Hugh Newell Jacobsen

Architect / United States / Jacobsen Architecture

Hugh Newell Jacobsen, F.A.I.A., has practiced architecture under his own name since 1958. His projects have been built and published worldwide, winning 114 awards for excellence in design. Among these are six National Honor Awards from the American Institute of Architects and 20 awards for excellence in house design from the professional journal Architectural Record.

Jacobsen received an M. Arch. in 1955 from Yale University School of Architecture. He received a Certificate from the Architectural Association, School of Architecture, London, in 1954 and a B. A., from the University of Maryland in 1951. After finishing his formal education, Jacobsen worked in New Canaan, Connecticut, for Philip Johnson. In 1958 he began the practice of architecture under his own name in Washington, D.C. Among the many buildings he has designed since that time are libraries for the American College of Greece (Athens) and Gettysburg College (Pennsylvania); two museums for the Smithsonian Institution in Washington, D.C.—The Renwick Gallery and The Arts and Industries Building; an addition to the U.S. Capitol; the Riggs Alumni Center for the University of Maryland (he completed a similar program for the University of Michigan previously) and two additional museums: the Southern Vermont Arts Center (Manchester), and the Lester Wing of the Fred C. Jones Art Center (Norman, Oklahoma). Along with these endeavors he has continuously been closely associated with an unbroken string of skillfully designed and executed residential commissions, including the Martha’s Vineyard, Massachusetts, home of Jacqueline Onassis.

A monograph on his work, entitled Hugh Newell Jacobsen, Architect, with an introduction by Vincent Scully and designed by Massimo Vignelli, was published in 1988. Hugh Newell Jacobsen, Architect: Recent Work, with an introduction by Stanley Tigerman and also designed by Massimo Vignelli, was published in 1994. Hugh Newell Jacobsen, Architect: 1993–2006, with an introduction by Paul Goldberger, was published by Rizzoli in 2007.  

Jacobsen has been a juror for over 50 AIA awards programs and many design competitions. He lectures extensively throughout this country and abroad. In 1970 he was visiting Professor for the Arts and Humanities at the American University in Cairo, Egypt, and in 1971 he delivered the Kennedy Memorial Fellowship lectures at four New Zealand universities. He is a member of the Advisory Board of the International Hassan Fathy Institute and a member of the National Advisory Board of the International Masonry Institute.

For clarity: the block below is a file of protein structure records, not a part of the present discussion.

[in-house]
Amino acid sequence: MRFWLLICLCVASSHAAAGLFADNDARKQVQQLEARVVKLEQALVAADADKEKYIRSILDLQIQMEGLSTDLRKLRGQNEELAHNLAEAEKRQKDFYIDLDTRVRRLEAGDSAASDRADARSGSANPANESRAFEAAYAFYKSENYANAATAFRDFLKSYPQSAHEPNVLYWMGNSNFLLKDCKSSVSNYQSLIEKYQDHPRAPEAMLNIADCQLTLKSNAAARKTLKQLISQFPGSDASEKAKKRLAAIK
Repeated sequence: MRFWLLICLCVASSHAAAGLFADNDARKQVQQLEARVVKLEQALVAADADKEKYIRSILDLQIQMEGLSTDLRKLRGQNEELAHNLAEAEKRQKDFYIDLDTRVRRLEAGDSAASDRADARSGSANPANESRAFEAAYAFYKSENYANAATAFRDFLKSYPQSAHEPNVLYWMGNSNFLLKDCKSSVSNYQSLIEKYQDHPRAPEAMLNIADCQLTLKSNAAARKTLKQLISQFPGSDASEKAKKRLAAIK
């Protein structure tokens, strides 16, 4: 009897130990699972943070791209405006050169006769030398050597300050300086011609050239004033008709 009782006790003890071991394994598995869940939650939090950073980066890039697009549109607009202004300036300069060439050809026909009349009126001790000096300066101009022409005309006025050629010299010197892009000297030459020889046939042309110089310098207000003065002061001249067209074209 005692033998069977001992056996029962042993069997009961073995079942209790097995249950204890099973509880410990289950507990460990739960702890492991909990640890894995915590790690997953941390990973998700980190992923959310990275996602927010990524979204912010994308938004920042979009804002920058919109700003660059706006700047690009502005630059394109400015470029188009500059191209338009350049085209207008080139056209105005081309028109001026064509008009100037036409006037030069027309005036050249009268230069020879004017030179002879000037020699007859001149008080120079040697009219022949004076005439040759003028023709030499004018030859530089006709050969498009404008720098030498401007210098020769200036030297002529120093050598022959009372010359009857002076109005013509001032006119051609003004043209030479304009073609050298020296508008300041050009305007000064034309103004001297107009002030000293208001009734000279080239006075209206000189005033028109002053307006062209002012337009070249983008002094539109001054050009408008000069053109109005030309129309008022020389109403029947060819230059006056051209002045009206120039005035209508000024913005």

Jacobsen has written articles for various magazines, including Architectural Digest, Architectural Record, The New Republic, and House and Garden. He contributes periodically to the Washington Post on urban design. He is the editor of A Guide to the Architecture of Washington, D.C., published by Praeger (1965).

Appointed by the mayor of Washington, D.C., Hugh Newell Jacobsen served from 1976 to 1982 as a member of the Joint Committee on Landmarks for the Commission of Fine Arts and the National Capital Planning Commission. Jacobsen has also served as a consultant to both the Historic Charleston Foundation and the Historic Savannah Foundation. He served on the Advisory Committee of the Foundation for the Preservation of Historic Georgetown and was a member of the Board of Governors, Corcoran Gallery of Art, 1968–1973; Trustee of the Corcoran Gallery, 1973–1981; Trustee of the Washington Gallery of Modern Art, 1965–1969; Trustee of the Washington Theatre Club, 1965–1972; and a member of the President's Commission on Alumni Affairs for Yale University, 1970. He is a member of the Cosmos Club, Washington, D.C.; the Yale Club of New York City; and the Century Association, New York.

In 1971, Jacobsen became a Fellow of the American Institute of Architects, and in 1992 he was elected an Academician of the National Academy of Design. He is the recipient of the Washington Chapter/AIA Centennial Award for 1996. He was awarded the Honorary Degree of Doctor of Fine Arts by the University of Maryland in 1993 and the Honorary Degree of Doctor of Humane Letters by Gettysburg College in 1974 and by Bradford College in 1990. He received the national Tau Sigma Delta Silver Medal for Distinction in Design in 1981. The John Fitzgerald Kennedy Memorial Fellowship was awarded by the New Zealand Government in 1971. The Lab School of Washington, D.C., presented Jacobsen an Outstanding Learning Disabled Achiever Award in 1990.

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